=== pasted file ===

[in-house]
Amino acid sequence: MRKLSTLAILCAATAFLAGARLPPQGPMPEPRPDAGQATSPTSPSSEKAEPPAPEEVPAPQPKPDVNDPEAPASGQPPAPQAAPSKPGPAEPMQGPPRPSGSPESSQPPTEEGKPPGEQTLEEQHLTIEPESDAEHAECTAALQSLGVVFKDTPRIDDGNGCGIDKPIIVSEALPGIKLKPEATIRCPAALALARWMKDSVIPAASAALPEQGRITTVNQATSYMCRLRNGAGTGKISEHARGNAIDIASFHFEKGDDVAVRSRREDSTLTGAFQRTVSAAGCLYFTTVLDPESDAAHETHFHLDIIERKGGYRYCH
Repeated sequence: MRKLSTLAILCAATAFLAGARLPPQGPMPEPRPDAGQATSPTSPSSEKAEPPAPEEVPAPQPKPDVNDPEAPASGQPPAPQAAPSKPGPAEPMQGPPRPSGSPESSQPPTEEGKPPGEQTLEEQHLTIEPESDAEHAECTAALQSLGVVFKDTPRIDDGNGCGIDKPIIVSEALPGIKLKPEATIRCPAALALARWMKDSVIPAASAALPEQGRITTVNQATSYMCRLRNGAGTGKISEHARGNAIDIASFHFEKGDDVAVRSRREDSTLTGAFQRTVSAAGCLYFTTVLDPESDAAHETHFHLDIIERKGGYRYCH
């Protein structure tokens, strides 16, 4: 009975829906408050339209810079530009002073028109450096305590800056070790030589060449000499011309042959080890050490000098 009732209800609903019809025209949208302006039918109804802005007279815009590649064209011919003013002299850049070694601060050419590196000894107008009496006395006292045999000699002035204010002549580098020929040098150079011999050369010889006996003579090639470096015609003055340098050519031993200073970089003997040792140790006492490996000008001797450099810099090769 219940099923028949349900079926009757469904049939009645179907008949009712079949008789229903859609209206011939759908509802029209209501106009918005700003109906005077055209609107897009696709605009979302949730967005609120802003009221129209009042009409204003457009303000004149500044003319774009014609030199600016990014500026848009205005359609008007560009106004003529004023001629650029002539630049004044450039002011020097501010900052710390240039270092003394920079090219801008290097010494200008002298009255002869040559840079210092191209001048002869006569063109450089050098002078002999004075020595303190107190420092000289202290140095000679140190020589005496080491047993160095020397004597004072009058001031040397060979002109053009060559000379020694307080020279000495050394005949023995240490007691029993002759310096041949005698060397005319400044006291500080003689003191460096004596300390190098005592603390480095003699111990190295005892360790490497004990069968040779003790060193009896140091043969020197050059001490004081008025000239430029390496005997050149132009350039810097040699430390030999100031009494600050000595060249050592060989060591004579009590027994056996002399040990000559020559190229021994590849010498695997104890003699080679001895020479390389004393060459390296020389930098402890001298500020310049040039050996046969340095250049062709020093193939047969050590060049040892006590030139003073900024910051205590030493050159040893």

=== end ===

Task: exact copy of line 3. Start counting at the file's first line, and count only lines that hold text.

Repeated sequence: MRKLSTLAILCAATAFLAGARLPPQGPMPEPRPDAGQATSPTSPSSEKAEPPAPEEVPAPQPKPDVNDPEAPASGQPPAPQAAPSKPGPAEPMQGPPRPSGSPESSQPPTEEGKPPGEQTLEEQHLTIEPESDAEHAECTAALQSLGVVFKDTPRIDDGNGCGIDKPIIVSEALPGIKLKPEATIRCPAALALARWMKDSVIPAASAALPEQGRITTVNQATSYMCRLRNGAGTGKISEHARGNAIDIASFHFEKGDDVAVRSRREDSTLTGAFQRTVSAAGCLYFTTVLDPESDAAHETHFHLDIIERKGGYRYCH